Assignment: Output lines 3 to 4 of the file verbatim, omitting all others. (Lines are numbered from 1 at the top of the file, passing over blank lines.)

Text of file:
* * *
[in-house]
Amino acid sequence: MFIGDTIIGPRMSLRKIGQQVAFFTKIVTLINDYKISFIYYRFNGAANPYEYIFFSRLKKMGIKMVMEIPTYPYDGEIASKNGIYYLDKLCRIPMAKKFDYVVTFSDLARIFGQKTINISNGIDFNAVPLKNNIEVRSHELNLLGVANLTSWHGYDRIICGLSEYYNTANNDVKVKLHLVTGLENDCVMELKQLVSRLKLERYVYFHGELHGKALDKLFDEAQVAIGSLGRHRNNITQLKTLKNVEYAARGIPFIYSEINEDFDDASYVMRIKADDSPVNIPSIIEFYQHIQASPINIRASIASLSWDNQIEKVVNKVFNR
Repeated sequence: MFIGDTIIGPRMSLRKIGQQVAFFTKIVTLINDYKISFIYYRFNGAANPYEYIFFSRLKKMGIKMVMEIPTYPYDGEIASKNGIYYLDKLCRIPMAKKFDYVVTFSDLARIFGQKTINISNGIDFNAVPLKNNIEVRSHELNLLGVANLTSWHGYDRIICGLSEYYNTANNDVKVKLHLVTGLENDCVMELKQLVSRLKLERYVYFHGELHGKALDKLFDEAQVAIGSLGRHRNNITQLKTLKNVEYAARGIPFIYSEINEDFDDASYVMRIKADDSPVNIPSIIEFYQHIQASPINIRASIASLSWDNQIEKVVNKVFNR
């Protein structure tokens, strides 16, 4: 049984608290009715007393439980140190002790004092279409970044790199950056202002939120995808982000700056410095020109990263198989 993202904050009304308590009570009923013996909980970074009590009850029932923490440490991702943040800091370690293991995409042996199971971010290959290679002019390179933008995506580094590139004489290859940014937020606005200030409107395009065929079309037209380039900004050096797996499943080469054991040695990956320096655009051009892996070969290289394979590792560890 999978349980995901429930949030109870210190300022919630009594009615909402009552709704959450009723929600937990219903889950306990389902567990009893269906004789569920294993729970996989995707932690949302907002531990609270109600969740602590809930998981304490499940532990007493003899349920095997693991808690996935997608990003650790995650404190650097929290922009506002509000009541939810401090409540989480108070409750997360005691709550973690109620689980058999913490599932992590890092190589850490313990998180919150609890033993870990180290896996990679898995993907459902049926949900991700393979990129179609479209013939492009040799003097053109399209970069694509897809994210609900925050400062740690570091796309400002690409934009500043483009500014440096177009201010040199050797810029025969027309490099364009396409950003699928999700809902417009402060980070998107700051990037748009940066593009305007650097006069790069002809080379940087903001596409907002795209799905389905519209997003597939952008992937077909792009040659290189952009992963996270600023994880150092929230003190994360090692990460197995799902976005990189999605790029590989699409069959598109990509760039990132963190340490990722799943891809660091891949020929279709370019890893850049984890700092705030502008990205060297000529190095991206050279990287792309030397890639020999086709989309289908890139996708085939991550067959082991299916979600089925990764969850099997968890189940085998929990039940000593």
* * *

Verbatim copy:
Repeated sequence: MFIGDTIIGPRMSLRKIGQQVAFFTKIVTLINDYKISFIYYRFNGAANPYEYIFFSRLKKMGIKMVMEIPTYPYDGEIASKNGIYYLDKLCRIPMAKKFDYVVTFSDLARIFGQKTINISNGIDFNAVPLKNNIEVRSHELNLLGVANLTSWHGYDRIICGLSEYYNTANNDVKVKLHLVTGLENDCVMELKQLVSRLKLERYVYFHGELHGKALDKLFDEAQVAIGSLGRHRNNITQLKTLKNVEYAARGIPFIYSEINEDFDDASYVMRIKADDSPVNIPSIIEFYQHIQASPINIRASIASLSWDNQIEKVVNKVFNR
């Protein structure tokens, strides 16, 4: 049984608290009715007393439980140190002790004092279409970044790199950056202002939120995808982000700056410095020109990263198989 993202904050009304308590009570009923013996909980970074009590009850029932923490440490991702943040800091370690293991995409042996199971971010290959290679002019390179933008995506580094590139004489290859940014937020606005200030409107395009065929079309037209380039900004050096797996499943080469054991040695990956320096655009051009892996070969290289394979590792560890 999978349980995901429930949030109870210190300022919630009594009615909402009552709704959450009723929600937990219903889950306990389902567990009893269906004789569920294993729970996989995707932690949302907002531990609270109600969740602590809930998981304490499940532990007493003899349920095997693991808690996935997608990003650790995650404190650097929290922009506002509000009541939810401090409540989480108070409750997360005691709550973690109620689980058999913490599932992590890092190589850490313990998180919150609890033993870990180290896996990679898995993907459902049926949900991700393979990129179609479209013939492009040799003097053109399209970069694509897809994210609900925050400062740690570091796309400002690409934009500043483009500014440096177009201010040199050797810029025969027309490099364009396409950003699928999700809902417009402060980070998107700051990037748009940066593009305007650097006069790069002809080379940087903001596409907002795209799905389905519209997003597939952008992937077909792009040659290189952009992963996270600023994880150092929230003190994360090692990460197995799902976005990189999605790029590989699409069959598109990509760039990132963190340490990722799943891809660091891949020929279709370019890893850049984890700092705030502008990205060297000529190095991206050279990287792309030397890639020999086709989309289908890139996708085939991550067959082991299916979600089925990764969850099997968890189940085998929990039940000593």